In late 2017, a significant collection of over 100 works by the renowned artist Sir Cedric Lockwood Morris (1889–1982) was gifted to Gainsborough’s House in Sudbury, Suffolk. These rich holdings – representing the largest single collection of the artist’s work in existence – include landscape, still life and portrait paintings, as well as drawings, prints and even the artist’s paint palette. Uniquely, these works remained part of Cedric Morris’s private studio until his death in 1982.
Now, Gainsborough’s House is celebrating the acquisition of these important works with the first exhibition curated from this very personal collection, developed in association with acclaimed painter and sculptor Maggi Hambling CBE. Cedric Morris at Gainsborough’s House (10 February–17 June 2018) will present a selection of paintings and works on paper covering Morris’s early ‘Paris Years’ (1920–1926); the poetic landscapes he painted during extensive worldwide travels; and the striking, avant-garde portraits he created of famous friends, patrons and fellow artists.
Cedric Morris was born in Sketty, South Wales, and came from a wealthy background of iron and mining industrialists. After briefly studying singing at the Royal College of Music, Morris enrolled in the Académie Delacluse in Montparnasse, Paris to train as a painter. The early years of his career were spent in first Cornwall and then Paris, before Morris returned to London. Between the two world wars, he became well known and successful as an artist, exhibiting with the Seven & Five Society from 1926 to 1932. In the late 1930s, however, Morris turned his attention to teaching, founding the East Anglian School of Painting and Drawing in Dedham, Essex in 1937 with his lifelong partner, Arthur Lett Haines (1894–1978). Following a fire at the property in Dedham, the school moved to Benton End, a 16th-century house and gardens on the outskirts of Hadleigh, Suffolk. The school ran for over forty years until the death of Lett Haines in 1978, and counted prominent artists such as Maggi Hambling (b. 1945) and Lucian Freud (1922–2011) as former pupils.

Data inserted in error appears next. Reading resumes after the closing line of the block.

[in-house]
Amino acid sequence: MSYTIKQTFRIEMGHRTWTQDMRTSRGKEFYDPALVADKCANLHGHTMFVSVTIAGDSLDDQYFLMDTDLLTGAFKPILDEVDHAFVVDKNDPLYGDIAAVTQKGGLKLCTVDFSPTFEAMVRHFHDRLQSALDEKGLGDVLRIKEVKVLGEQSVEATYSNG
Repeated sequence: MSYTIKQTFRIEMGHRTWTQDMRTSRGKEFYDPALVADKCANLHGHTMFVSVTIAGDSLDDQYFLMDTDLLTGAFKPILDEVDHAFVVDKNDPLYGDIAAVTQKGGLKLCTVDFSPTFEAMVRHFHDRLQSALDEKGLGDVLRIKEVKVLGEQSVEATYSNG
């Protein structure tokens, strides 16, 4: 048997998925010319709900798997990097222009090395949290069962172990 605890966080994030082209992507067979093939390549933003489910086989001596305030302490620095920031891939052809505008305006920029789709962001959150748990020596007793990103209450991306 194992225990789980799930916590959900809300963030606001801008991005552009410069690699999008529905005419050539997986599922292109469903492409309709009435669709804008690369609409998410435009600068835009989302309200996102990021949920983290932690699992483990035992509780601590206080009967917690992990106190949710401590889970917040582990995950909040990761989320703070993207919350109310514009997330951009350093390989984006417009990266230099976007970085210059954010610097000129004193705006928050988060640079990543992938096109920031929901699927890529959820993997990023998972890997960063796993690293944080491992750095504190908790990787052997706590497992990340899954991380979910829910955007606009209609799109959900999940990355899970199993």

Alongside his work as an artist, Morris was also a lifelong plantsman, earning international fame for his horticultural achievements. He established rare species of plants collected overseas, and won national acclaim as a breeder of irises, several of which now grow in the walled garden at Gainsborough’s House.
As a painter deeply rooted in the story of East Anglian art, it is fitting that this private collection of Cedric Morris’s work now resides at Gainsborough’s House, forming an important part of the museum’s permanent collection and future exhibition programming as it continues to celebrate Suffolk’s many great artists, both past and present.
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